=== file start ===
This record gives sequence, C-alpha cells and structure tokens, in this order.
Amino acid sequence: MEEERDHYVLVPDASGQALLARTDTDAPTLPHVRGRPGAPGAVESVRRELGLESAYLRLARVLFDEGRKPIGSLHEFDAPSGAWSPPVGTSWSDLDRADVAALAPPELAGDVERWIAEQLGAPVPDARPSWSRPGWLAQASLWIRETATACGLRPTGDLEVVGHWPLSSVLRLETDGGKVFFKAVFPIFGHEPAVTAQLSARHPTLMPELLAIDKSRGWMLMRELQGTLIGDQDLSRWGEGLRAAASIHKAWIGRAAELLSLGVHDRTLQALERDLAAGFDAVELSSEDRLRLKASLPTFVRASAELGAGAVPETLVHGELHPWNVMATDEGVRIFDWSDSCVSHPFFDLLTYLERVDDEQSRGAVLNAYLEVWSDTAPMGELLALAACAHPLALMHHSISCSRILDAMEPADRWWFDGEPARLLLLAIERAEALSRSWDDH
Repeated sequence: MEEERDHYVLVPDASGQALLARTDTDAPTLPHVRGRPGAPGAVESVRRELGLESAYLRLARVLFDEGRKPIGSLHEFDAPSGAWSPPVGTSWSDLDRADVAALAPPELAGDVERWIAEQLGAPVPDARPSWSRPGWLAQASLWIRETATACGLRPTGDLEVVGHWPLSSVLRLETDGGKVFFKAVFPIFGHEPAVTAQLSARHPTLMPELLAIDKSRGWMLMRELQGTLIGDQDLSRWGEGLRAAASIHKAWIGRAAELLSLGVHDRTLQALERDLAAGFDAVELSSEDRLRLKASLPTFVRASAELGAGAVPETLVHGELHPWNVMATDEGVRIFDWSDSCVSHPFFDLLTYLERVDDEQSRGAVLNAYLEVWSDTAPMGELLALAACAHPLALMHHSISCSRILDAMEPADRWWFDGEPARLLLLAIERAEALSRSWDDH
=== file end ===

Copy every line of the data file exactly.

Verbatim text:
This record gives sequence, C-alpha cells and structure tokens, in this order.
Amino acid sequence: MEEERDHYVLVPDASGQALLARTDTDAPTLPHVRGRPGAPGAVESVRRELGLESAYLRLARVLFDEGRKPIGSLHEFDAPSGAWSPPVGTSWSDLDRADVAALAPPELAGDVERWIAEQLGAPVPDARPSWSRPGWLAQASLWIRETATACGLRPTGDLEVVGHWPLSSVLRLETDGGKVFFKAVFPIFGHEPAVTAQLSARHPTLMPELLAIDKSRGWMLMRELQGTLIGDQDLSRWGEGLRAAASIHKAWIGRAAELLSLGVHDRTLQALERDLAAGFDAVELSSEDRLRLKASLPTFVRASAELGAGAVPETLVHGELHPWNVMATDEGVRIFDWSDSCVSHPFFDLLTYLERVDDEQSRGAVLNAYLEVWSDTAPMGELLALAACAHPLALMHHSISCSRILDAMEPADRWWFDGEPARLLLLAIERAEALSRSWDDH
Repeated sequence: MEEERDHYVLVPDASGQALLARTDTDAPTLPHVRGRPGAPGAVESVRRELGLESAYLRLARVLFDEGRKPIGSLHEFDAPSGAWSPPVGTSWSDLDRADVAALAPPELAGDVERWIAEQLGAPVPDARPSWSRPGWLAQASLWIRETATACGLRPTGDLEVVGHWPLSSVLRLETDGGKVFFKAVFPIFGHEPAVTAQLSARHPTLMPELLAIDKSRGWMLMRELQGTLIGDQDLSRWGEGLRAAASIHKAWIGRAAELLSLGVHDRTLQALERDLAAGFDAVELSSEDRLRLKASLPTFVRASAELGAGAVPETLVHGELHPWNVMATDEGVRIFDWSDSCVSHPFFDLLTYLERVDDEQSRGAVLNAYLEVWSDTAPMGELLALAACAHPLALMHHSISCSRILDAMEPADRWWFDGEPARLLLLAIERAEALSRSWDDH